7. by   KristeyK
    You've already gotten some GREAT advice. I have several books that I have not even cracked open yet. I swear by taking notes and using power points. I spent my first three weeks of school wanting to cry and/or quit because it was SOOOO much. Then we had our first exam. Figured out all we had to do was read the power points and do the chapter questions on the publisher's website. It's all in learning the vocabulary, being able to pass your check offs, and learning how to answer the NLCEX questions. (And of course figuring out why you're doing what you're doing to the patient!)

    GOOD LUCK!
  8. by   mangopeach
    As others have said, welcome to nursing school. But do find a method of studying that works for you. Some people in my class never read the textbook and still do well. As time consuming as it is, I like to use the text as much as I can. However, for some chapters, I've learned to just figure out what the need to know info is from the nice to know info.

    I'm in my 2nd semester so I'm still working on what works best for me.
  9. by   JROregon
    I'm not in a BSN program but it sounds like the first two weeks of our nursing program. I would call it "immersive". You will have so many terms thrown at you, so many acronyms, too many chapters, not enough time or brain space to hold it all. Then, somewhere around month 5 or 6, more stuff stays stuck in your brain, there is more understanding. The more time you spend with actual acute patients, the more the pathophysiology starts sinking in, the more everything makes sense. Most people in my class thought they were gonna have a nervous break-down in the first month. It gets better but it's a wild ride.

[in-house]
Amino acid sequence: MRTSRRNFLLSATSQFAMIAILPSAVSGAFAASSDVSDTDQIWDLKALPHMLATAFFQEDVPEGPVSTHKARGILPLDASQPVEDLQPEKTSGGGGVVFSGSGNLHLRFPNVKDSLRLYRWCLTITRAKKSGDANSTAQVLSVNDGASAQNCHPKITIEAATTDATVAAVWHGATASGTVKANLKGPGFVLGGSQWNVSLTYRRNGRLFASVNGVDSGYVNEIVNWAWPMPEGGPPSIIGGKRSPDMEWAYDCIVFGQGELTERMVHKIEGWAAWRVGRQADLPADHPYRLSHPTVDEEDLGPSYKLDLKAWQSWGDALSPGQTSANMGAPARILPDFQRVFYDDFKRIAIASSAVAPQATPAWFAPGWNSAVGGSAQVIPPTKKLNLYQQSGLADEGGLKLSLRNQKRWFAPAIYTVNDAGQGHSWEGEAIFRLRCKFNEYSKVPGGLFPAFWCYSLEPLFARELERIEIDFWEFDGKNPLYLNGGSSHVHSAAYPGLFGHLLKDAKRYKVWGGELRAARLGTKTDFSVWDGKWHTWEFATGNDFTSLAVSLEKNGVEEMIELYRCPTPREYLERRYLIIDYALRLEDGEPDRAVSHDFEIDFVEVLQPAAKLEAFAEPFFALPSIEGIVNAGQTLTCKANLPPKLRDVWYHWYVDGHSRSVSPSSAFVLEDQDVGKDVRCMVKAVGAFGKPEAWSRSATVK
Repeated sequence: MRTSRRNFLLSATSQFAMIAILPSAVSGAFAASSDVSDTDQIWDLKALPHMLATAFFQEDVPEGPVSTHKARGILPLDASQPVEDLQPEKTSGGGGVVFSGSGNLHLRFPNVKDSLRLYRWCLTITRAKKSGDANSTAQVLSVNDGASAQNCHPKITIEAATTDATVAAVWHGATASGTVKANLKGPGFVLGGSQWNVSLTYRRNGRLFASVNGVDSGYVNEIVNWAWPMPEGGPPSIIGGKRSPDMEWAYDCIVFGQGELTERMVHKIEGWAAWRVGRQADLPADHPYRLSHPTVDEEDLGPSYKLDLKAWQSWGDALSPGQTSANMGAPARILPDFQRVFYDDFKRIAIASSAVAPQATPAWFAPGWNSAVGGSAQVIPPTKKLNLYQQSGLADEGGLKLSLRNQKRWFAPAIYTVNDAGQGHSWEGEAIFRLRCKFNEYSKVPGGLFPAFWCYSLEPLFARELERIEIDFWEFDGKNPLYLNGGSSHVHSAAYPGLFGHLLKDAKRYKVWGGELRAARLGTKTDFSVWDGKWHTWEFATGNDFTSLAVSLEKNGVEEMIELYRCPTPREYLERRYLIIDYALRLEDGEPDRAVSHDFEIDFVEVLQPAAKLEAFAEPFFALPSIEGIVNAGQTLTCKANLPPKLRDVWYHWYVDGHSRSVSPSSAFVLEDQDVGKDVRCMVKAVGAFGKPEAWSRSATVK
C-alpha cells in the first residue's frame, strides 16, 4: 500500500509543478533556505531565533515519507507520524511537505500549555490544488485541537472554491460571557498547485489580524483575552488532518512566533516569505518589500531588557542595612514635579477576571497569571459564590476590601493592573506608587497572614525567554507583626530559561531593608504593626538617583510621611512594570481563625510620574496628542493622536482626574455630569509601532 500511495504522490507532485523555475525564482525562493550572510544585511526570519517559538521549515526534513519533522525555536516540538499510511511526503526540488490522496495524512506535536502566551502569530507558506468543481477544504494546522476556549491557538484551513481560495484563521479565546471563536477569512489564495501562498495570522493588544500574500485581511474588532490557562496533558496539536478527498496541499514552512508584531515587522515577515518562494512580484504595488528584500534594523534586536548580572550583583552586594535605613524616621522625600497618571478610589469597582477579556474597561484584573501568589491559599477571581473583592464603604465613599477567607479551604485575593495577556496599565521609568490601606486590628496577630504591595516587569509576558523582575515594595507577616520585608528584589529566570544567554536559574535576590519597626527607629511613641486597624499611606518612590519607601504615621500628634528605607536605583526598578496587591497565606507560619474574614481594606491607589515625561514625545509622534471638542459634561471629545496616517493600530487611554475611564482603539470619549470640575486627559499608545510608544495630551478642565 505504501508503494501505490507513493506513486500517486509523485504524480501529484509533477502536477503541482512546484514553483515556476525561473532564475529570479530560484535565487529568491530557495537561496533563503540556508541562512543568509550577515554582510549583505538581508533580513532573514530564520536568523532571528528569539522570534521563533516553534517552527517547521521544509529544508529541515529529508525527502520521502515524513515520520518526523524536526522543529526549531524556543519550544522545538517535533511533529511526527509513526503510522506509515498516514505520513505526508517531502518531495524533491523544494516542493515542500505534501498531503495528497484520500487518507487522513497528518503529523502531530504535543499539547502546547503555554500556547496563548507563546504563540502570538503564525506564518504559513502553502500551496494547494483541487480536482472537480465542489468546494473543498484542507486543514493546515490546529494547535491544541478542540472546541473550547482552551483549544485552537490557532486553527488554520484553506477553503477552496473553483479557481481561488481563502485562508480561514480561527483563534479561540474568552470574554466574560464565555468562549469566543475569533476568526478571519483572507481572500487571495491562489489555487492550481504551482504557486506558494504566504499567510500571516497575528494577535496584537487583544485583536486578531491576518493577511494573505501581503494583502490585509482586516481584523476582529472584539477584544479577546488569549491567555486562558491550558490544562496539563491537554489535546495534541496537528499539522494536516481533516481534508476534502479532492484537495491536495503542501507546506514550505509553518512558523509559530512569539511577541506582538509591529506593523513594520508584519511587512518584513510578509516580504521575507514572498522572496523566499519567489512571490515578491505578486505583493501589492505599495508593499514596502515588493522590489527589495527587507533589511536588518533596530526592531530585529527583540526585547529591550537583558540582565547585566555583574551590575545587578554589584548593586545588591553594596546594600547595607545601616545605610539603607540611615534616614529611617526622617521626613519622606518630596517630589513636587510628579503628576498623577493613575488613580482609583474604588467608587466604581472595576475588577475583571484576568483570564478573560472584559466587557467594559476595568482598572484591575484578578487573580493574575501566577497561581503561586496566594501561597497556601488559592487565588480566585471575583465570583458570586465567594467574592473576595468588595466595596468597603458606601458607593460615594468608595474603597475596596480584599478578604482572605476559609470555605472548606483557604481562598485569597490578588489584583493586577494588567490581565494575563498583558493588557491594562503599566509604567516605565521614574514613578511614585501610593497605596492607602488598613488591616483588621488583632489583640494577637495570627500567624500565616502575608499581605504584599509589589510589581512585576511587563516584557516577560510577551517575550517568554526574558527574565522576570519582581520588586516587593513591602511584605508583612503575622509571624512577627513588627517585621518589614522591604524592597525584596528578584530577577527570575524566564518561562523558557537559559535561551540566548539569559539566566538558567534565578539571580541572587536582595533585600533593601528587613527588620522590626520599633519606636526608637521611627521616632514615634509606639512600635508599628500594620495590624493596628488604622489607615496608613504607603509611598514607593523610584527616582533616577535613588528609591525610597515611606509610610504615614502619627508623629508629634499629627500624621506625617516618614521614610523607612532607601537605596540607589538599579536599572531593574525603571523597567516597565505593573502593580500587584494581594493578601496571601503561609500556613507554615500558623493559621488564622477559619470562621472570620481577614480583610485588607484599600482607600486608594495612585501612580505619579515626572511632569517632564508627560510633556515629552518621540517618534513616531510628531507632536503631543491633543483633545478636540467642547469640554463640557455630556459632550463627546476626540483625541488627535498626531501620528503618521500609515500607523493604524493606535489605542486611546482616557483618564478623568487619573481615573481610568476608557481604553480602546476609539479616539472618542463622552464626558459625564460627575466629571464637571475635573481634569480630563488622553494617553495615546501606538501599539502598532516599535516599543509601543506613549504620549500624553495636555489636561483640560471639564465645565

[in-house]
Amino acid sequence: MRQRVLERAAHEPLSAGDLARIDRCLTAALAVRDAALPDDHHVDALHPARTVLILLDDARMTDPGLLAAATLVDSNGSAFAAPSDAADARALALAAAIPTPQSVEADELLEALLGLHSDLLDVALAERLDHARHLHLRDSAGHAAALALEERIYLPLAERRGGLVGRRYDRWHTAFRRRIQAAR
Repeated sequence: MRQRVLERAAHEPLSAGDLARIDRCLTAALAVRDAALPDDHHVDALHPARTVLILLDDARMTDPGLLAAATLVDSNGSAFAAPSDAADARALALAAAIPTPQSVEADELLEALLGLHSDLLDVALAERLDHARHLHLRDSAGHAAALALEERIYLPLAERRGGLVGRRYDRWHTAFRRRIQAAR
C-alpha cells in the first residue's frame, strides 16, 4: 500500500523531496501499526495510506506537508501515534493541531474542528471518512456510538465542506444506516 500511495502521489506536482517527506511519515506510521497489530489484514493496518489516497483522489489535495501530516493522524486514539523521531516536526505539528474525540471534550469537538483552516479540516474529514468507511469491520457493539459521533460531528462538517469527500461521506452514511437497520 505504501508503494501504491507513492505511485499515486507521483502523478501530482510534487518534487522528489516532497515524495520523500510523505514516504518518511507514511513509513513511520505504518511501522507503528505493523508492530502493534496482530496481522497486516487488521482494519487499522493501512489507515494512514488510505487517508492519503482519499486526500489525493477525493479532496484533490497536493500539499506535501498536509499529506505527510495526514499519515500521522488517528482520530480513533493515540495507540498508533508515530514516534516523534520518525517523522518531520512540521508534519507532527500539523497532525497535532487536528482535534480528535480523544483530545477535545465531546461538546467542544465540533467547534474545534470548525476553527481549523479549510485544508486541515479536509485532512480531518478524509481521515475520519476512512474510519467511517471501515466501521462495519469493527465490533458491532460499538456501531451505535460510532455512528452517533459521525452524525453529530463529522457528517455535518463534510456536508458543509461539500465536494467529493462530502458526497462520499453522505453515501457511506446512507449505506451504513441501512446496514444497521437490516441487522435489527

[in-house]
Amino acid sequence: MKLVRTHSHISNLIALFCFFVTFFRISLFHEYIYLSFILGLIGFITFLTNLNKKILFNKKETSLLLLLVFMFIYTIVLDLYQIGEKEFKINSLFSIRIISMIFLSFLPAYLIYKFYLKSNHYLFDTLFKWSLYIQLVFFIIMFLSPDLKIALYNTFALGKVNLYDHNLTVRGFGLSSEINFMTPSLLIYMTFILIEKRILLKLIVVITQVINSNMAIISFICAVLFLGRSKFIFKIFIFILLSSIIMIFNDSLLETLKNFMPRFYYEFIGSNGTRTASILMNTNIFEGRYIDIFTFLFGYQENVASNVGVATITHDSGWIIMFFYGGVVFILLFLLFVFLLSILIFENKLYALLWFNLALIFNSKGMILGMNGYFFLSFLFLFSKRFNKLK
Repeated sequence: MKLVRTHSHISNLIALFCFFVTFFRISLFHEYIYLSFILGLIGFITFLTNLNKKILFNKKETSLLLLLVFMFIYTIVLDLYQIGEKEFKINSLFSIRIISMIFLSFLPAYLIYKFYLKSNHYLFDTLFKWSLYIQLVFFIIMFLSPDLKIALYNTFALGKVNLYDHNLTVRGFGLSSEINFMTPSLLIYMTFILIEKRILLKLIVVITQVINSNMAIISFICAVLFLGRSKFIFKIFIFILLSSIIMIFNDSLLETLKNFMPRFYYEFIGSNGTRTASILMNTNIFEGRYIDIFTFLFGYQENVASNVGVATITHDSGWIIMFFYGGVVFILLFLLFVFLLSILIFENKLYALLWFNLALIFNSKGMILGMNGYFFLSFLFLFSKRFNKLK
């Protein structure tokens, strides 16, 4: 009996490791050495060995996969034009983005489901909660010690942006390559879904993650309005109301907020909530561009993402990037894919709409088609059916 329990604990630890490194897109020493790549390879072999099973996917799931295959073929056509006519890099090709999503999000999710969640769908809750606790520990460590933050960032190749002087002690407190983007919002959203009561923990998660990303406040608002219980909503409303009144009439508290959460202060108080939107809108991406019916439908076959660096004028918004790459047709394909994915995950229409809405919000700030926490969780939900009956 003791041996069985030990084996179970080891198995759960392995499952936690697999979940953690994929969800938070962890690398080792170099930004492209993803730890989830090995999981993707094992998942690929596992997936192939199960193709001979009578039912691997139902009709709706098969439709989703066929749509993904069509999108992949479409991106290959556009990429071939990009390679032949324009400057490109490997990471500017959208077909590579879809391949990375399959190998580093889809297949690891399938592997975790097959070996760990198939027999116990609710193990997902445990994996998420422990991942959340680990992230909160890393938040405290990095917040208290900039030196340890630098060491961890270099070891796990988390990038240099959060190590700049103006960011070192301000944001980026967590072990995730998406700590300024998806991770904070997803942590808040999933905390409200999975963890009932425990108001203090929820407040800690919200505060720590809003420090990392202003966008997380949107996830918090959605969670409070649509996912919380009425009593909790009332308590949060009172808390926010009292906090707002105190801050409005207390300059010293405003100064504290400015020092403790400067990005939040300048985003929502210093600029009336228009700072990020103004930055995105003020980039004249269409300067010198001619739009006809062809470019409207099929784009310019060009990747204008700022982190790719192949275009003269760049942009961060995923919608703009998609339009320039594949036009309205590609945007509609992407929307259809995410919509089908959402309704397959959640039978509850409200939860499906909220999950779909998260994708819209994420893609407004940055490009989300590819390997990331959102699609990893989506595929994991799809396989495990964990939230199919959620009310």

10. by   ro2878
    I remember the first week of school and thought I was going to lose my mind! There is no way you can possibly get the first reading assignment done. With that said, it definitely gets better as you go along. You will get into your own groove and figure out what works for you. In addition, the reading assignments are not as overwhelming.

    What works for me is attending lecture first and then going back through chapters. I would then add stuff from the book to the power points that I thought was important (but I am extremely anal!!). Pay attention to the nursing dx's and RN interventions listed in the chapters. Most instructors will include questions about them. Also be sure to look at the NCLEX review questions on the disk included with the textbook. I had one instructor that would pull at least half of her test questions from the disk.

    NCLEX review books are a must. By reading the summaries in them and by doing the practice questions, you will know what to focus on. You will also know what types of questions to expect. I don't know how anybody can do well without the review books.

    Best of luck!

close